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April 12, 2024

BSP: Monetary policy to remain tight despite low January inflation

The Bangko Sentral ng Pilipinas (BSP) will maintain its tight monetary policy stance despite inflation falling to a three-year low of 2.8% in January 2024, according to a statement released on Monday.

“Looking ahead, the Monetary Board deems it necessary to keep monetary policy settings sufficiently tight until a sustained downtrend in inflation becomes evident. The BSP will consider the latest inflation and GDP outturns for the Monetary Board’s policy meeting on 15 February 2024,” the BSP said in a statement following the release of the January 2024 inflation report.

The Philippine Statistics Authority (PSA) reported that inflation dipped to 2.8 percent, the slowest since the 2.3 percent inflation rate registered in October 2020.

It was also lower than 3.9 percent in December 2023 and 8.7 percent in the same month last year.

The BSP said it was also within its forecast range of 2.8 to 3.6 percent for the month.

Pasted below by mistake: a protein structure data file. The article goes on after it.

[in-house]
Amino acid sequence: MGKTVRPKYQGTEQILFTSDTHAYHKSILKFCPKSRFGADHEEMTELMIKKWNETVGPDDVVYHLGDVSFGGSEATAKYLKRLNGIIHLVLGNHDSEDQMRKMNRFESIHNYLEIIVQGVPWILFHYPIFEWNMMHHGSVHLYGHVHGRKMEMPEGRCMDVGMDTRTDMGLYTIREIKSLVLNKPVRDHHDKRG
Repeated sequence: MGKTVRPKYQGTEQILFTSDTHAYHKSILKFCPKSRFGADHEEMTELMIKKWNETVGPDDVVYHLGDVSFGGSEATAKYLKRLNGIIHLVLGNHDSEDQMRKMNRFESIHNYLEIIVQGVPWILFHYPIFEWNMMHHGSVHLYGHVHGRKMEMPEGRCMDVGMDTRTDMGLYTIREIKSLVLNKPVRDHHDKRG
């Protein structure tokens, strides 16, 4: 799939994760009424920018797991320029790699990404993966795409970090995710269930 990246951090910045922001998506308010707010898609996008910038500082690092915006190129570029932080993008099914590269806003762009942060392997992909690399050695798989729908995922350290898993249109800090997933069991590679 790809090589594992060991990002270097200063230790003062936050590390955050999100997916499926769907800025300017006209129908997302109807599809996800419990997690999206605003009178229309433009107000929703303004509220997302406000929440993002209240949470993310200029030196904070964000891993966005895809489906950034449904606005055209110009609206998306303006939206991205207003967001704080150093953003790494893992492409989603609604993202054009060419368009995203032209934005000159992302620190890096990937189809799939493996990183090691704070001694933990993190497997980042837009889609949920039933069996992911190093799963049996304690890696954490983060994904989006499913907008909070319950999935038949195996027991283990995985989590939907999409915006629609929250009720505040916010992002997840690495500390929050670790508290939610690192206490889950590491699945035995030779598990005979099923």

“This inflation outturn is consistent with the BSP expectations that inflation will likely moderate in first quarter of 2024 due to largely to negative base effects and some easing of supply constraints affecting key commodities. However, inflation could temporarily accelerate above the target range from Q2 2024 due to the impacts of El Niño weather conditions and positive base effects,” it said.

The BSP said the balance of risks to the inflation outlook still leans significantly towards the upside.

Upside risks to the inflation outlook remain substantial, primarily due to potential pressures from higher transportation charges, electricity rates, oil prices, and food costs linked to El Niño conditions, the BSP noted. These pressures could be partially offset by a weak global recovery and government measures mitigating El Niño’s effects.

National Economic and Development Authority (NEDA) Secretary Arsenio M. Balisacan said the Inter-Agency Committee on Inflation and Market Outlook (IAC-IMO) would continue to closely monitor the prices of rice and other goods to provide the President and the Cabinet with timely and appropriate policy recommendations and ensure stable and affordable prices of commodities.

Balisacan said with the El Niño lingering until May, “we introduce stop-gap measures, as necessary, such as allowing further imports on key commodities until our supply stabilizes at prices affordable to consumers while ensuring remunerative prices for local producers.”